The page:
I was trained as a visual artist and worked as a fashion illustrator and art instructor. That was up in Minneapolis. When my husband was transferred to Chicagoland by his employer, I gave up working to stay home with our two young children. And promptly went bonkers! Being home all day with toddlers, without adults to talk to, can do that to you. However, I loved reading, especially historical romance. One day, I read a particularly bad book and thought maybe I could do better. Desperate for a creative outlet, I took up pencil and paper and began to scribble stories. It took about a week for me to get hooked. Then followed hours and hours at the nearest library, researching the Chicago Fire, train schedules for the Union Pacific RR, and dozens of other obscure subjects. Eventually, I finished my first book (it had a different title back then) and sent off a query to a New York publisher. They asked to see the whole manuscript, a rather stunning request after a mere query. Unfortunately, they turned down the book (it was far too rough for publication). I rewrote it, got an agent, two different ones actually, and ended up with a bunch of rejections. I pretty much quit writing for several years until 2010, when I discovered Kindle Direct Publishing. I’ve since published two novels, a novella (a prequel to the Texas Druid series titled White Witch) and a photo-illustrated memoir titled Six Cats In My Kitchen.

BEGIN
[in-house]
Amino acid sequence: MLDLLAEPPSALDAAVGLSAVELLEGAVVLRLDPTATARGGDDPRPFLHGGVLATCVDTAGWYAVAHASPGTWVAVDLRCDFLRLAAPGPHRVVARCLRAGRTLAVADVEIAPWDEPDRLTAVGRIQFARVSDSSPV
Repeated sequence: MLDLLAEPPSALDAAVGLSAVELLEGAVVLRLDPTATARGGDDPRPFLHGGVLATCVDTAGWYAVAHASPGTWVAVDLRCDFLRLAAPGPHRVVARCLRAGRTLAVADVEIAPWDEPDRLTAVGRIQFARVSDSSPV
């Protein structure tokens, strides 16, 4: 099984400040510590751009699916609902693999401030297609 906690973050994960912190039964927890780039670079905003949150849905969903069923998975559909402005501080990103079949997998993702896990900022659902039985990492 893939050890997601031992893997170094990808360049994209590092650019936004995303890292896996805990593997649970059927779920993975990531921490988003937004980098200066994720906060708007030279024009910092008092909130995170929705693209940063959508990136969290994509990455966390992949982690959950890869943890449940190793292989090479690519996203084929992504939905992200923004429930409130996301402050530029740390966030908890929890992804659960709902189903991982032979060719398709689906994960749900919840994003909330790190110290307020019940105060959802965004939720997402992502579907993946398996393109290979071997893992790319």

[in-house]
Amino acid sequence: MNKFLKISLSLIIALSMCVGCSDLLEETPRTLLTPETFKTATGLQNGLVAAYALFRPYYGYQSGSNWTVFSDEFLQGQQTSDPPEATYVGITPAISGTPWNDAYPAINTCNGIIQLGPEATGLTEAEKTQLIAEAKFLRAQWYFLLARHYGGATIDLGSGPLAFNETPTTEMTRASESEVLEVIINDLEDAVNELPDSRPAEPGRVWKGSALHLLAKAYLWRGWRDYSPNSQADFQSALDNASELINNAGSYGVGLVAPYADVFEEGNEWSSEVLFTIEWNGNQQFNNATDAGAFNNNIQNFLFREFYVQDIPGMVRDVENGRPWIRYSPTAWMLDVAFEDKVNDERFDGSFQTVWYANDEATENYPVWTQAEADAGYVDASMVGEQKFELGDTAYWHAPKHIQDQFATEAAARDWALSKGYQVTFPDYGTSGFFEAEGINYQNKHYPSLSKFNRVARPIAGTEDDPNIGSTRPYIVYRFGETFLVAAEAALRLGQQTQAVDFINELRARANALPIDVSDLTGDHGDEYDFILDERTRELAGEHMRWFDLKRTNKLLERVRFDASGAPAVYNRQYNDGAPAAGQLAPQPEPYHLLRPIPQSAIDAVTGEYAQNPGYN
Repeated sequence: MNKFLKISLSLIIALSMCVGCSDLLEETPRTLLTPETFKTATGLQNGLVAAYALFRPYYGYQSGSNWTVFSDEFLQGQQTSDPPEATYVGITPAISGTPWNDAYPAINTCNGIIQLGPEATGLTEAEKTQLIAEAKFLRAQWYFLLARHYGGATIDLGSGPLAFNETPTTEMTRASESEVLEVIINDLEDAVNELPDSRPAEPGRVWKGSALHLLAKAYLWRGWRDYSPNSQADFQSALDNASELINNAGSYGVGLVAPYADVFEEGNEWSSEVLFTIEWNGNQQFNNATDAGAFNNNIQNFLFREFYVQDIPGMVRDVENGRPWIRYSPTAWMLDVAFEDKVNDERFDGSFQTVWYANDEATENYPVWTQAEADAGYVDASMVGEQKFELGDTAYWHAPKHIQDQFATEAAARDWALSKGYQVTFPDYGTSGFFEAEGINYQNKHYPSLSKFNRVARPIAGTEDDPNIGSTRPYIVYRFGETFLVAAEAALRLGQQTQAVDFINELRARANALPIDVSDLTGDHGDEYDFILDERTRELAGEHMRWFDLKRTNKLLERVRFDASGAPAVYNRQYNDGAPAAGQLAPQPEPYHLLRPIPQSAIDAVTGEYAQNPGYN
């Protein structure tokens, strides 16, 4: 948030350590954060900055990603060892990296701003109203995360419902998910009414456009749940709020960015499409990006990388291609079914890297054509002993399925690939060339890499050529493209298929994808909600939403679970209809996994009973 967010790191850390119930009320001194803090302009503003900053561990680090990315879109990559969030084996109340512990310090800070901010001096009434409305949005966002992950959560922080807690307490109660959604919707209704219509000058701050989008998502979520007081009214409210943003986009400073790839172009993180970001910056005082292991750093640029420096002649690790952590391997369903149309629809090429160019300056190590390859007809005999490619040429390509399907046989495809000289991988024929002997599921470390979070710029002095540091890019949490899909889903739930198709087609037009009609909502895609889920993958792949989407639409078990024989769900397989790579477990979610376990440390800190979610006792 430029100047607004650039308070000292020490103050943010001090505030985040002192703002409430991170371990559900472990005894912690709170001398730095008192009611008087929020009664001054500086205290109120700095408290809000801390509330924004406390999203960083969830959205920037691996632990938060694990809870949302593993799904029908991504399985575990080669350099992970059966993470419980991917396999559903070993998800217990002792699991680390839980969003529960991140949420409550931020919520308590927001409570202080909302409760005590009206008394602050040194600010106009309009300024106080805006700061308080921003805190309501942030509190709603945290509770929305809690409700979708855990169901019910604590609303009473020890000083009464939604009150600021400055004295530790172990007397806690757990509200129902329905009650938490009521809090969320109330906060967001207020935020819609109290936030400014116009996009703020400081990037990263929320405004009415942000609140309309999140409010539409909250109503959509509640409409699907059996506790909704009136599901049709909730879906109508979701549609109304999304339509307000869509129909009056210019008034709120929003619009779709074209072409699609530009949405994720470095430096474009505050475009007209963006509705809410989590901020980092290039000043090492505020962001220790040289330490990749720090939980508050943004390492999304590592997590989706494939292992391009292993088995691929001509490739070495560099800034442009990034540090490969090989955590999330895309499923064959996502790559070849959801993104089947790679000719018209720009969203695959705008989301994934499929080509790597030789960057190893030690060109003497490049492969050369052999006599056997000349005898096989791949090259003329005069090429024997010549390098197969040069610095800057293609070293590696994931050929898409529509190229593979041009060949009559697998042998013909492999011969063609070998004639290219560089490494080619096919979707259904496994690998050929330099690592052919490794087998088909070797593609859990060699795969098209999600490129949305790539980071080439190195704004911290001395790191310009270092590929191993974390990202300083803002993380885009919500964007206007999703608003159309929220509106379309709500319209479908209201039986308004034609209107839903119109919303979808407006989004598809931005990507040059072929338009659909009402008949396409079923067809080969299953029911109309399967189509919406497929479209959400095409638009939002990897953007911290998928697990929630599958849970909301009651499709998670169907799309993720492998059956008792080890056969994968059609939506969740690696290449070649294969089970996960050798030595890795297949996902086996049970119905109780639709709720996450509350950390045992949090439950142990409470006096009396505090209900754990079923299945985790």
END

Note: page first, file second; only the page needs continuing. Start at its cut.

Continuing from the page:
Are you a plotter or a ‘pantser’?
I’m definitely a plotter. I tried the pantser approach with my first book, Darlin’ Druid. It took me years to get past the first three chapters. Never again! These days I lay out detailed outlines. As a matter of fact, I just finished the outline for my next Texas Druids book. I plotted and wrote the first few chapters to get acquainted with my characters. Then I took time to outline the rest of the story. Now I’m set to zip through the chapters. I hope!
What is the oddest/craziest piece of advice you’ve heard from an editor/agent/or author?